Chad "the boss" Nordwall loves a solid 40-mile bike ride. He's not known for his monster miles. He prefers to dream about hitting it hard and getting it done, but mostly just going for a ride. "That's not completely true," said Nordwall. "I like 100-mile rides; I just don't feel I have the time for them."
Which brings us to his annual year-end dilemma: Chad's friend Anthony Palicci has once again invited him to participate in his Coast Ride, a new year leg-wakener departing from the Golden Gate Bridge, and ending five days, 500 miles and 50k of climbing later, in Malibu. And this year, like every year, Nordwall desperately wants to say yes. "I love the idea of it," said Nordwall." Anthony always makes it sounds so amazing, and it's such a great group of riders. I have just never gotten myself prepared enough."
This year is different.
This year he's committed.
This year he's going.
This is the year.
"I would give it a 40% chance right now," said Brennan Wertz, former Above Category employee, Sausalito resident and now AC-sponsored gravel pro. "If he does join, I see him bringing stoke and excitement, many stories, and his Chad attitude."
"I've invited Chad every year, for years and years," said Palacci. "Chad is the consummate road-riding partner. He grew up in the era of style, panache, and tact. He lauded riders like Vandenbroucke and Museeuw and emulated their style. He's one of those guys you can ride side-by-side with for 100 miles and never worry about how they will react to things on the road. He taught me a lot, actually, and I miss riding with him. We used to ride together almost every day."
"I don't think he's done anything big like this in a while," said Wertz. "But he's a hell of a storyteller and brings a lot to the table."
So to prove his friends wrong and get prepared, Nordwall has re-engaged with his coach, and things have gotten serious. "As long as my coach doesn't tell me I'm out of my mind and am nowhere near ready for the ride, I'm going."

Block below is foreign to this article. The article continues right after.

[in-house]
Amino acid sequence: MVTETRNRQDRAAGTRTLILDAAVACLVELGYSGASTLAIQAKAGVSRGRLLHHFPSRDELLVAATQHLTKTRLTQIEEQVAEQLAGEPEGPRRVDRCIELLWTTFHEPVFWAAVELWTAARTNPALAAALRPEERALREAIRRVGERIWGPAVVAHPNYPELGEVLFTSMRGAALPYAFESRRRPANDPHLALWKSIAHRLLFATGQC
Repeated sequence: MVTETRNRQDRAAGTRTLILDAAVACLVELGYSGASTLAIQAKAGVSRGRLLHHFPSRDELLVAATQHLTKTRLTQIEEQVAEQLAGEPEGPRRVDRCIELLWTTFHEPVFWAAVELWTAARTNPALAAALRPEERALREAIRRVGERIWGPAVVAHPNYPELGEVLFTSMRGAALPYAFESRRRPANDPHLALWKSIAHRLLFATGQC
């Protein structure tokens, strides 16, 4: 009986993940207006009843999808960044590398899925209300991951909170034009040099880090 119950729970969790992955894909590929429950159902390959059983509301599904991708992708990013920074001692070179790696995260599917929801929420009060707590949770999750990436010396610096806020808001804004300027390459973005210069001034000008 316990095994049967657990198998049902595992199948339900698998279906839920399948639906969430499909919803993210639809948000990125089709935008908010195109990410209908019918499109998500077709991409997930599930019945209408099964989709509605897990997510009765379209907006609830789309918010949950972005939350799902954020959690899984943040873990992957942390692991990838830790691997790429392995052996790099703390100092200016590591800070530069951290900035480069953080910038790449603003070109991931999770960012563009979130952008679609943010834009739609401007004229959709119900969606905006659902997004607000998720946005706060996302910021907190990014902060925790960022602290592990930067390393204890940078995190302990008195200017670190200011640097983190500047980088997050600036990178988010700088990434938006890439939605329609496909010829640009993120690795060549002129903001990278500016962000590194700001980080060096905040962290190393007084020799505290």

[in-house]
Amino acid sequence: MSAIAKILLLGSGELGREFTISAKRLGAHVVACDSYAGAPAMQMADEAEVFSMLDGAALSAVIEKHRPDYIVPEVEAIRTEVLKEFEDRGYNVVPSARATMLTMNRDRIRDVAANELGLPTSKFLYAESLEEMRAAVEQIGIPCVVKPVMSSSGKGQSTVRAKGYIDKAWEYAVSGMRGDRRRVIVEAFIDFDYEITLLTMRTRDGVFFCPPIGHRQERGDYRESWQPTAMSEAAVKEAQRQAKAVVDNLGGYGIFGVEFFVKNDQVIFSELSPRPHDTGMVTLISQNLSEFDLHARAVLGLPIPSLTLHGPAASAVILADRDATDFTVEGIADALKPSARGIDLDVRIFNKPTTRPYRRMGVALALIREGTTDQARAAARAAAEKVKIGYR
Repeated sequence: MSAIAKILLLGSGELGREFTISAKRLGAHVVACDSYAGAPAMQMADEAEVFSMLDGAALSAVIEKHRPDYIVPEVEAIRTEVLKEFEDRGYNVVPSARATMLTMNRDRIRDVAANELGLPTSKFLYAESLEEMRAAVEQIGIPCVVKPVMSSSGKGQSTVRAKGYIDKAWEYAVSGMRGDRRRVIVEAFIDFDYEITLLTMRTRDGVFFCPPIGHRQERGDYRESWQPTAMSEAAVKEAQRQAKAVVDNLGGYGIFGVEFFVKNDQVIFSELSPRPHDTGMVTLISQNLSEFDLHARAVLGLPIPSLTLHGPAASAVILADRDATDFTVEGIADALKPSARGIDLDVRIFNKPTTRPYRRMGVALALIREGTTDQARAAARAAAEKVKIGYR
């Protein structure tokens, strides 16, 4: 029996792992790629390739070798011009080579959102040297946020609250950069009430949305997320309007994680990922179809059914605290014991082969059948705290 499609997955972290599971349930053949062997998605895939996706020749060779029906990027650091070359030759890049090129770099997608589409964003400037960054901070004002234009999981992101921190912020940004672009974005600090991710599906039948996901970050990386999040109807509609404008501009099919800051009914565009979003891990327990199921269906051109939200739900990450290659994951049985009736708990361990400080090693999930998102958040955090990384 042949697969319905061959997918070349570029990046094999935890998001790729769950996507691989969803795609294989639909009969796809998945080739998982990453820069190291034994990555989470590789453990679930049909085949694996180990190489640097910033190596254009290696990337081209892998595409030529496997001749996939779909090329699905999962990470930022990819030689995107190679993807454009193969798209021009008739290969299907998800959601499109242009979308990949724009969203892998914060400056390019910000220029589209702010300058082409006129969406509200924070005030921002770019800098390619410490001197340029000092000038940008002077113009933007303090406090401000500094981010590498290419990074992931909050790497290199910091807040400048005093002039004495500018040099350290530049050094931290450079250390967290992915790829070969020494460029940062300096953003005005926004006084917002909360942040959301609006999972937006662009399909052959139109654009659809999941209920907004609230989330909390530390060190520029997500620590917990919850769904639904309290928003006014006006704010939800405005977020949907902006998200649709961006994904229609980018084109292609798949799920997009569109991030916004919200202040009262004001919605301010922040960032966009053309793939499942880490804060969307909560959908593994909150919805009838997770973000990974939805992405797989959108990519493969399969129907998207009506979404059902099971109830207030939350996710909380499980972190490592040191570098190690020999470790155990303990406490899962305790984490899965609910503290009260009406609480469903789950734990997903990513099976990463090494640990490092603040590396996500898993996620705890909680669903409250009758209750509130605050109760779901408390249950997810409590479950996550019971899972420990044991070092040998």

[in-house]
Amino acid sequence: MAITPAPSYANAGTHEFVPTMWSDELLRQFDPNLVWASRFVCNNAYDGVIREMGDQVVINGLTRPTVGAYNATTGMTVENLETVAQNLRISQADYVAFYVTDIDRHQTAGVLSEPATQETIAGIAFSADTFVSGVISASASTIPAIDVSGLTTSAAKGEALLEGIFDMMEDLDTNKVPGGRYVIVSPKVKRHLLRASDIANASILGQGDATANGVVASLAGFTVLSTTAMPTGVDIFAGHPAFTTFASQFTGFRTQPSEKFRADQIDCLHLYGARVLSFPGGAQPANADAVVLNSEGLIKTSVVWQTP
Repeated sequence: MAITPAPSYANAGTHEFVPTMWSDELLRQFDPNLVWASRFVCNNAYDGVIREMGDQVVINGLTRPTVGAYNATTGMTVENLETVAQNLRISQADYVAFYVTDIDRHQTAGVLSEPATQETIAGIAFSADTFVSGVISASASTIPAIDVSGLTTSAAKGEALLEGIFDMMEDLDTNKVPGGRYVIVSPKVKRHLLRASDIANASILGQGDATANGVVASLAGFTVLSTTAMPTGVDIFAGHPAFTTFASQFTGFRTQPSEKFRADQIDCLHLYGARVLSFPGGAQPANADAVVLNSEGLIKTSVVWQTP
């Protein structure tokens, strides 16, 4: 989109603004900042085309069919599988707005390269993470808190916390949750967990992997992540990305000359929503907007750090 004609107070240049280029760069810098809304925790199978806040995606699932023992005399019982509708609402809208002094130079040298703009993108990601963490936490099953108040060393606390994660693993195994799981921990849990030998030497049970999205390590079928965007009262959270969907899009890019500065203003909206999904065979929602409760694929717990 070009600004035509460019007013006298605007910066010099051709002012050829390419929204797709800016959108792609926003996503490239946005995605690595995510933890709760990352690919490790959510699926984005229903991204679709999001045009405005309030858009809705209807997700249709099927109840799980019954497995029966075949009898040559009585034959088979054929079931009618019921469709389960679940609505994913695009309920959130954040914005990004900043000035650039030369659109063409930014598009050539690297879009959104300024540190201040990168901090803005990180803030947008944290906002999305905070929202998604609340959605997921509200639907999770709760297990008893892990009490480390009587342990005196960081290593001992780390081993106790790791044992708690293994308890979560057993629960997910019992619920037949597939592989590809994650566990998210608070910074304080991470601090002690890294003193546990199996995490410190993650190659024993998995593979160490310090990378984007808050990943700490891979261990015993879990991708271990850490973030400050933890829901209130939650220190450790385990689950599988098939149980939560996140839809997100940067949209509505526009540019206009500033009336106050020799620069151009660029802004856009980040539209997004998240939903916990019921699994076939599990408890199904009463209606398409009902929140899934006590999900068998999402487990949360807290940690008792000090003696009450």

We reached out to his coach to find out what working with Nordwall is like from a training perspective and to get a couple of tips for the road.
"Working with Chad is easy," said Craig Upton, who is an assistant with Quick Step and has a racing resume. "I've known him for 15-20 years, so I know his habits, what makes him tick and things to watch for. He is good in that he follows the program and just checks each day off."
It turns out the hard part is keeping an eye on Chad's training, so he doesn't fall into bad habits that have derailed his training in the past. "The key is consistency, don't think you have to hammer out lots and lots of massive rides," said Upton. "If you are not fit enough to digest those rides, they just make you tired. So work on gradually building duration, but more importantly, be consistent with training."
According to Upton, The Coast Ride is not super hard; you just need to take each of those long days in the saddle as they come. "The key then becomes post-riding each day, getting enough food to replenish glycogen stores and getting enough sleep," said Upton." Then tomorrow is a brand new day." And if Upton has 100 percent confidence Chad can get it done, we do, too.
"I'm hoping he decides to come along," concludes Palacci. "If nothing else, then to see which one of his many bikes he decides to ride!"
If the idea of The Coast Ride appeals to you, but you need help figuring out where to start, you should check out the official The Coast Ride, which takes place every year on Martin Luther King weekend. (https://www.thecoastride.org/)